Don’t Misinterpret or Overlook Your Post-Dissolution Performance Obligations
Whether your divorce took several weeks to finalize or a few months to several years, once the Judge signs your Final Judgment of Dissolution of Marriage, your role as a party to a divorce action is not over. You should take time to review the signed final judgment and make sure that it contains accurate information as litigated or as mediated or otherwise negotiated and reduced to a written agreement which then was incorporated into your final judgment.
If you notice any erroneous information in your final judgment, you must take immediate steps to rectify such inaccuracies. Although the courts in Florida favor finality of judgments, especially in family law contexts, Fla. Fam. L. R. P. 12.540 and Rule 1.540(b) of the Florida Rules of Civil Procedure provide the mechanism on which to base your motion to set aside the final judgment. However, even if you establish a basis for relief under Fla. R. Civ. P. 1.540(b), you still must seek such relief within one year since the entry of your final judgment of dissolution of marriage.
On the other hand, if your final judgment is correct but imposes certain obligations to be performed by you within a set time-frame, make sure you abide by those time-frames and thereby avoid having your former spouse take you back to court on enforcement issues.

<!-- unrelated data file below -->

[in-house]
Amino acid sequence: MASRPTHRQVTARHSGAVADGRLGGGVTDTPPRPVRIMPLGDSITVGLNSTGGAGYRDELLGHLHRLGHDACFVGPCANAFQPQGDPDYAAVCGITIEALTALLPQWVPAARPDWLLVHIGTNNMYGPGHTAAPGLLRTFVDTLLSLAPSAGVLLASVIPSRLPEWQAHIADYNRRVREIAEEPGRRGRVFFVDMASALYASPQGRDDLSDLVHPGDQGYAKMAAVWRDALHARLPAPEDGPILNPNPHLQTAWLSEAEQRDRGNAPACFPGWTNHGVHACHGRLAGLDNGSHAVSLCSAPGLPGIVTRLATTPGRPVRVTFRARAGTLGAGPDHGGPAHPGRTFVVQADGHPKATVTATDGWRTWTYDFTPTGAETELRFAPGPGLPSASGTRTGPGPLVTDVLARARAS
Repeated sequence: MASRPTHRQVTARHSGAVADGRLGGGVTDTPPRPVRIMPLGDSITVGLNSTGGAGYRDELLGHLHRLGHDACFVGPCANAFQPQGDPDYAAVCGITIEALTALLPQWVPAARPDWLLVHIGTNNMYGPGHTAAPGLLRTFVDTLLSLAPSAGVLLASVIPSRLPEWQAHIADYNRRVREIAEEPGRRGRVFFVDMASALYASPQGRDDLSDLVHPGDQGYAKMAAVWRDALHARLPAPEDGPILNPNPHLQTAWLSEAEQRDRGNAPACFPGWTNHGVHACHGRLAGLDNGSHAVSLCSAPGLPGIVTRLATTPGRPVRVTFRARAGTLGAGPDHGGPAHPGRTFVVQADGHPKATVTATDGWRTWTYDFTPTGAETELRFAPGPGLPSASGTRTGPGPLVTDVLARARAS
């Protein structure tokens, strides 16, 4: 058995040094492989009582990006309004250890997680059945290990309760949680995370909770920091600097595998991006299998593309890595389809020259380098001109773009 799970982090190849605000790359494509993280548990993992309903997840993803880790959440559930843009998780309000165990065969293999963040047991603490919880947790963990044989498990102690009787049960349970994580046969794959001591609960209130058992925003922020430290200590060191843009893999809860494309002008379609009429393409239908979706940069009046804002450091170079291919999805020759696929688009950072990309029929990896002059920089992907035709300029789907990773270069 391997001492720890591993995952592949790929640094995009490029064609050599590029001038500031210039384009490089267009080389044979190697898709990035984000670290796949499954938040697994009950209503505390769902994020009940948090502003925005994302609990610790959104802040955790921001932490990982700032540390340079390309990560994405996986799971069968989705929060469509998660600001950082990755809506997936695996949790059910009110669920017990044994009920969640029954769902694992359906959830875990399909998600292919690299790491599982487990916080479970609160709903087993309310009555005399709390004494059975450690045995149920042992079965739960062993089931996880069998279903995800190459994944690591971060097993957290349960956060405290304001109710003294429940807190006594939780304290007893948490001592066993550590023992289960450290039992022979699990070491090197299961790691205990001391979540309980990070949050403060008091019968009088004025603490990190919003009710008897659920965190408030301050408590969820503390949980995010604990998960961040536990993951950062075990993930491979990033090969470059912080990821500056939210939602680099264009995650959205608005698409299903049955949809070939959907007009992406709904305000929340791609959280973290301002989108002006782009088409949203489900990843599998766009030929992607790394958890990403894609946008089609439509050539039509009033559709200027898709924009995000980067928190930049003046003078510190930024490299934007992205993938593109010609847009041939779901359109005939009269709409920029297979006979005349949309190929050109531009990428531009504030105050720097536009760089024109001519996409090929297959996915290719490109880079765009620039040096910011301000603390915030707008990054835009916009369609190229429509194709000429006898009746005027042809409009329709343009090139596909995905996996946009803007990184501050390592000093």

In the event your final judgment is silent as to when those certain obligations must be performed by you, don’t wait until your former spouse files a motion to enforce that final judgment asking the court to sanction you for not complying with the terms of the final judgment, including having you pay all the fees and costs your ex has incurred during the enforcement proceedings.
So go ahead and sign that quitclaim deed, cooperate in changing titles to cars, boats and other vehicles; go ahead and ensure that your former spouse receives the awarded share of your retirement plan.
If you are required to make child support payments, make sure you fully understand how the payments must be made, i.e., either directly to the other parent or pursuant to an income deduction order. You don’t want to start accruing an arrearage and risk suspension of your driver’s license, destruction of your credit and even incarceration for nonpayment simply because you misunderstood the logistics of how those payments are to be made.
Go ahead and take time to understand not just how much you will have to pay but how the payments must be submitted and to whom. If there is something you don’t understand, then speak up and make all the necessary inquiries prior to the entry of the final judgment. Don’t wait until after the final judgment is signed by the Judge to make those inquiries as once the judgment is signed the court expects you to fully comply with all the provisions of your final judgment.